Hextall drafted his fifth goalie in his fourth draft last month as Flyers general manager, selecting Russian netminder Kirill Ustimenko in the third round. With Ustimenko in the fold, the Flyers now have nine goalies in the organization.

“It doesn’t really matter. It’s just goalie depth,” Hart said. “There’s nothing wrong with having goalie depth because you never know what happens. The position of goaltending can be tough and tough on the body. … It’s a long year. Seventy-two games in the WHL, 76 games in the American League and obviously 82 in The Show.

“It doesn't bother me. Just got to worry about yourself.”

Senators' Brady Tkachuk fined maximum allowable amount for crosscheck on Flyers' Scott Laughton

Senators' Brady Tkachuk fined maximum allowable amount for crosscheck on Flyers' Scott Laughton

Suffice it to say Scott Laughton got the best of the Senators on Saturday afternoon at the Wells Fargo Center.

He was the first star in the Flyers' 4-3 victory, scored the game-winning goal during the third period, added an assist, stood up for his teammates and got under the skin of Ottawa forward Brady Tkachuk.

So much so that Tkachuk went after Laughton, crosschecking the 25-year-old forward in the back and jumping him during the final minute of regulation. The NHL reacted quickly to the play, fining Tkachuk $2,486.56, the maximum allowable under the CBA.

Following his third-period marker, Laughton had words for the Senators' bench. He was fired up, especially after Ottawa's hits on Travis Konecny and Joel Farabee, which led to some fights. Laughton could not partake in the dropping of the gloves because he recently returned following surgery on a broken finger, which is still healing.


I knew it was coming. It’s part of the game when you do that stuff and chirp the bench, you know it’s going to come. I just can’t drop my gloves right now with my finger and everything. I’ve got some padding there so once I do that, I guess it’s a penalty or something. That’s just the way it went.

- Laughton

But Laughton still had the backs of his teammates. He was physical throughout, especially after the first-period hits on Konecny and Farabee. He also allowed his game to do the talking.

Laughton has four goals in his last six contests and the Flyers are 6-1-1 since his return following a 13-game absence because of the finger injury.

Would Laughton have liked to fight?

"Yeah," he said.

He did plenty enough.

Tkachuk's crosscheck and check to the league are proof of Laughton's work.

 

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Multiple fights, a potential costly injury to Travis Konecny and a different kind of Flyers win over Senators

Multiple fights, a potential costly injury to Travis Konecny and a different kind of Flyers win over Senators

Updated: 4:22 p.m.

BOX SCORE 

The win was ugly.

But a really good one for the Flyers.

A lesser opponent tried to work them up, throw them off, and the Flyers still found a way to pull out a 4-3 decision over the Senators on Saturday afternoon at the Wells Fargo Center.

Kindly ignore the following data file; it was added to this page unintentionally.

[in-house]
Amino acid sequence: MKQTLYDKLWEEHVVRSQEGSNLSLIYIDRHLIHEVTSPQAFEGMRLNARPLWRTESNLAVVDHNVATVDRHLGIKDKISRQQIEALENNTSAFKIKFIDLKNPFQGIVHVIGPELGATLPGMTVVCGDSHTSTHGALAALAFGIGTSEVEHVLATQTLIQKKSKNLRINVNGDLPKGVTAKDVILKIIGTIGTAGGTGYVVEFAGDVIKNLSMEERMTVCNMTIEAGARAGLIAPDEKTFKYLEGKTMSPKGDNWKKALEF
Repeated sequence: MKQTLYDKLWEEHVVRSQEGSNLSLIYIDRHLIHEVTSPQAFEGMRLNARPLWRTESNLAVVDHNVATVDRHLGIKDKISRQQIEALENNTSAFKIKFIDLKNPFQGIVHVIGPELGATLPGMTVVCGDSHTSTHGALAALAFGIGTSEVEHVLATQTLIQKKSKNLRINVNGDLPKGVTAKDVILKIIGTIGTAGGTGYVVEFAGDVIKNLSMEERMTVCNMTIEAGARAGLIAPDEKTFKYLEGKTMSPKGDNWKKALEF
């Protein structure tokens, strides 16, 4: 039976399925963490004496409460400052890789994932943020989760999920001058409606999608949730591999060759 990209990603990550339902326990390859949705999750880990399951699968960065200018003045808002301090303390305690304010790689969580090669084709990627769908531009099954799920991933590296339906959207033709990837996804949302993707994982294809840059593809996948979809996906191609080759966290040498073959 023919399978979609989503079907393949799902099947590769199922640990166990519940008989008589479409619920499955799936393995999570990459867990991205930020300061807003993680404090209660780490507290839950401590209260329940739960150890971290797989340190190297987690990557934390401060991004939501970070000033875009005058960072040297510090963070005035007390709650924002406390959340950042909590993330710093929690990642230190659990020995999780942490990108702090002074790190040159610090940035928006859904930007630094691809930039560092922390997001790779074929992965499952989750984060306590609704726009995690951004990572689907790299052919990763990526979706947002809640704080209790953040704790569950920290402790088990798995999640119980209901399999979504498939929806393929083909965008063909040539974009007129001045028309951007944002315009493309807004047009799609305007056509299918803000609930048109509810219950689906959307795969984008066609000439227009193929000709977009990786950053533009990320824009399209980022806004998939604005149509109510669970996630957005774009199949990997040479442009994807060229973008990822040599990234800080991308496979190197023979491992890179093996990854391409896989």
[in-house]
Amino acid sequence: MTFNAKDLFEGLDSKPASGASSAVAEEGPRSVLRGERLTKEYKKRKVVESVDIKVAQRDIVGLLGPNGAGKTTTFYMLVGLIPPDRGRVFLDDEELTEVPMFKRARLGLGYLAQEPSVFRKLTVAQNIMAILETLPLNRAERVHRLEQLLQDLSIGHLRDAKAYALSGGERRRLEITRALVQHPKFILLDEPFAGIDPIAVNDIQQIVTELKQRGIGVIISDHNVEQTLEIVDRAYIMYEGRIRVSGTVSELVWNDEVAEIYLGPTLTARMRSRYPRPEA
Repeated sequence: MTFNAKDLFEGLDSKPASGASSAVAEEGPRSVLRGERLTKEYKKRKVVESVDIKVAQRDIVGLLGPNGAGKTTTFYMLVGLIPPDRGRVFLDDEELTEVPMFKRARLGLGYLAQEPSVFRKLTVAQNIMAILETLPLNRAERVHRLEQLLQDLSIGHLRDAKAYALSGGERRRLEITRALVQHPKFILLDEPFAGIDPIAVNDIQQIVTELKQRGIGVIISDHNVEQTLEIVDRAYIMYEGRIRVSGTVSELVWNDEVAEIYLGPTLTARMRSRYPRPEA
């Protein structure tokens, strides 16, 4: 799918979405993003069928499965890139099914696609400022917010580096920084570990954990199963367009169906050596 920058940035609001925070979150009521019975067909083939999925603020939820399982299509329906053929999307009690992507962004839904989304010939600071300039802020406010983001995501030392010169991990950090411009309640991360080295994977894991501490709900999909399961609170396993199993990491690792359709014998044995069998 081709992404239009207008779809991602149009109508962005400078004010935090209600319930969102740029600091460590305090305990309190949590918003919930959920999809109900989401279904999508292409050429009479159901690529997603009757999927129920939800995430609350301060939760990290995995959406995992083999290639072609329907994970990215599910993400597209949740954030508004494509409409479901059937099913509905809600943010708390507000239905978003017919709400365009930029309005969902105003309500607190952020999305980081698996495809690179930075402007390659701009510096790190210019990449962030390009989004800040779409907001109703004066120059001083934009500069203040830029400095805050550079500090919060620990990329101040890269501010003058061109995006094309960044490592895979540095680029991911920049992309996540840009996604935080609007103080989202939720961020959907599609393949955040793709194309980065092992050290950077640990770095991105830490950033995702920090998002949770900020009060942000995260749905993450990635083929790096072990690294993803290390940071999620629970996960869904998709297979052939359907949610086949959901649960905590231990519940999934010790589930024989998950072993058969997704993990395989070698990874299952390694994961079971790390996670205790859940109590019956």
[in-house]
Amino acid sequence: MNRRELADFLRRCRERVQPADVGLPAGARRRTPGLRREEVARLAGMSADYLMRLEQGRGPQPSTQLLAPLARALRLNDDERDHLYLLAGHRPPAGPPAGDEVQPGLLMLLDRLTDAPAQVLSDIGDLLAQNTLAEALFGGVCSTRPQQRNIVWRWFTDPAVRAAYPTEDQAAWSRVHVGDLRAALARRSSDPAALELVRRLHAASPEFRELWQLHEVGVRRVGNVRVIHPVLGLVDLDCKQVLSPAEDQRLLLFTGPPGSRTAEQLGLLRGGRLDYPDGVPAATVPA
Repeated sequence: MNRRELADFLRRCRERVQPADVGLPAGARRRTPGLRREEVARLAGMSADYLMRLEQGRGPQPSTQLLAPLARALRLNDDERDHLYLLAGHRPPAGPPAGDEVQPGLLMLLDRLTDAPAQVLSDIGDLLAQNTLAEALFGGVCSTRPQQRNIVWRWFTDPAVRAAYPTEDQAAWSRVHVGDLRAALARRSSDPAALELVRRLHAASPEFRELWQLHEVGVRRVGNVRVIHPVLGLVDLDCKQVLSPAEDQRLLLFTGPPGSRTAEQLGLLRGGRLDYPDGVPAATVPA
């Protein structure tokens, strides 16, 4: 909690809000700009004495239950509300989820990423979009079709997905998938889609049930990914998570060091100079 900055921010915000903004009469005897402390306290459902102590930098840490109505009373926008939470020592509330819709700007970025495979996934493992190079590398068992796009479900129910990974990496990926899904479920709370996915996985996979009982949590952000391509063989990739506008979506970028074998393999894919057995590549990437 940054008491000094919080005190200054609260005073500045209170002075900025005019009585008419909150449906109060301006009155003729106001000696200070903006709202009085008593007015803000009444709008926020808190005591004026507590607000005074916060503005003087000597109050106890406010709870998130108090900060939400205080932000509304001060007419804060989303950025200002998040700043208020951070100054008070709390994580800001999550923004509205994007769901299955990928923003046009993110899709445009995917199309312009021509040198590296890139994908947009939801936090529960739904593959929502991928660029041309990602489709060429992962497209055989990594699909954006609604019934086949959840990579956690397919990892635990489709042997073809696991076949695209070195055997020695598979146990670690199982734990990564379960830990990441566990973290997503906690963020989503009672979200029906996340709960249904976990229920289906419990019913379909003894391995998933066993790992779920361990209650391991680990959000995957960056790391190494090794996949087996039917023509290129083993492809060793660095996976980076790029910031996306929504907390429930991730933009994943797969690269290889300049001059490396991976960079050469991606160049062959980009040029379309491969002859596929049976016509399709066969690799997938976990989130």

They did so while losing their best player during the first period and despite being outshot 30-21.

Scott Laughton was superb yet again with a multi-point game. He was physical when the game became physical and he scored the game-winning goal, his fourth marker in the last six games.

The Flyers (17-8-5) showed they can win when they’re far from their best, which is a good sign. They are 12-3-4 with 28 points since Nov. 1. The Capitals entered the day with an NHL-leading 28 points over that span.

The Senators (12-17-1) have lost six of their last seven games.

• The biggest storyline to come from Saturday’s game was Travis Konecny leaving the ice and never returning following a crushing hit by Mark Borowiecki in the first period.

The fights then broke out with Jakub Voracek and Joel Farabee doing the honors (see story).

The 22-year-old Konecny already had a goal in the game and has been arguably the Flyers’ most important piece to their turnaround through two months of this season.

Konecny was presumably getting checked for a concussion. If he were to miss any time, it would be a significant loss for the Flyers, who are 2-4-4 when Konecny goes scoreless in a game.

After the game, head coach Alain Vigneault said Konecny had an upper-body injury and the Flyers would have further updates Monday.

• Ivan Provorov kept on humming Saturday, matching his goal total of seven from last season by sending home a third-period missile to put the Flyers ahead 3-2 (see highlights).

The Flyers are 15-5-4 since Oct. 21. Over that stretch, Provorov has six goals, nine assists and a plus-10 mark.

• The Senators’ game-tying goal in the second period was an inexcusable one to give up by the Flyers. Carter Hart and Shayne Gostisbehere misread each other terribly, which allowed Anthony Duclair to swoop in for a shorthanded marker.

Both Hart and Gostisbehere need to be more aware in that situation.

The good news is Gostisbehere continues to push offensively and Hart has been awfully good since Nov. 1 — really, all season for that matter.

Gostisbehere has three goals in five games following a three-game benching. The 26-year-old defenseman had one goal in his previous 22 games.

Hart finished with 27 saves.

• Morgan Frost picked up his first point in eight games on Konecny’s goal.

Before the game, Vigneault expressed his confidence in the 20-year-old center who is centering the Flyers’ top line.

The 2017 first-round pick deserves some patience just like a lot of young players.

• Next week, the Flyers open a three-game road trip, which features matchups with the Avalanche on Wednesday (9:30 p.m. ET/NBCSN), the Wild on Saturday (7 p.m. ET/NBCSP) and the Jets on Sunday (5 p.m. ET/NBCSP+).